I got lucky and was able to replace the Italian bees that took off last Thursday. It's good to be in contact with the local beekeeper's club. I went to the monthly meeting the same day I discovered my bees had gone and pressed the flesh, did my pitiful but earnest new beekeeper routine, and begged for leads to packages or nucs. On Saturday I got an email about a beekeeper who had some customers back out of an agreed upon sale of nucs. They were Italian bees with new queens, and only about an hour away. We were there Sunday afternoon to pick up our new bees.
Foligno (my Italian hive, nearer one in the picture above) looks a bit different now, since the colony was sold in a medium super with a full complement of comb and some brood. We kept them in the garage overnight since it was going to be so cold. We wanted to give the smaller colony a break with keeping their brood warm enough to survive. It was a snap to "install" them Monday morning and top off their feeder. They did their orientation flights as soon as it warmed up. That's what bees do when you move them: they map the world by flying out of the hive and turning to look back at their home, gradually flying farther and farther away as they familiarize themselves with the landscape. By Monday evening, we saw foragers returning to the hive with their pollen baskets nice and full.
While we were suited up, we checked on Izhevsk, the Russian colony we started this year as well. They look great, even if they are drawing comb directly inside the frame feeder. We didn't see the queen, or take out more than one frame, but there is a good deal of comb being drawn and we saw some pollen stored there. It's a very active colony that looks promising.
I found it interesting that both Izhevsk and (the original) Foligno kicked a bunch of drones out just after the packages were installed. Drones, the male bees, are total freeloaders. They contribute nothing whatsoever to their home colony. A newly installed package of bees has plenty room but no time or energy to spare. Drones won't even help themselves to food within the hive; they beg food from the (female) workers. Looks like when push comes to shove, it's the drones that get the boot. There were many of them dead in front of the hive in the first few days after installation. I can only speculate, but it seems there's a lesson in there somewhere.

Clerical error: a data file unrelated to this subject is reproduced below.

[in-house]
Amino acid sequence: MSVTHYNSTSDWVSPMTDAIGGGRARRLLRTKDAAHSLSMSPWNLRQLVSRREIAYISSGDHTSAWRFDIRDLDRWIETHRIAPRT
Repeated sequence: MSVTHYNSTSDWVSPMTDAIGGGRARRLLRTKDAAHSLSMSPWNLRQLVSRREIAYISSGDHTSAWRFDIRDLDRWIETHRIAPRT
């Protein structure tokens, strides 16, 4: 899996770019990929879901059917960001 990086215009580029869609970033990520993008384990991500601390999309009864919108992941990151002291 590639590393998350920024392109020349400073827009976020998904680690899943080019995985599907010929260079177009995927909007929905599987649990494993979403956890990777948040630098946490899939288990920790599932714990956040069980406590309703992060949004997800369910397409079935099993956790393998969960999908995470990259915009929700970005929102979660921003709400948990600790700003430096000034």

For the record, the trick of painting cinder blocks with used motor oil to keep black ants away doesn't work. Maybe a full on dunking or soaking would be more effective, but the thin coating of oil we put on the blocks has almost disappeared from the top course. I think the oil is redistributing itself within the material of the block. I found a few ants on each of the hives yesterday. I do think the oil is effective to limit wicking of moisture from the ground though.
I live on a 2/3 acre homestead in a residential neighborhood. A major goal is to demonstrate how much food a non-expert can produce in my particular climate and hardiness zone, with the soils native to my immediate area. We have gardens of annual and perennial plants, keep laying hens and honey bees, and regularly bite off more than we can chew. Another major goal is to pay off our mortgage as fast as possible. Here I blog about frugality, self-reliance, gardening, cooking and baking, food preservation, practical skills, half-baked experiments, and preparing to thrive in a lower-energy future.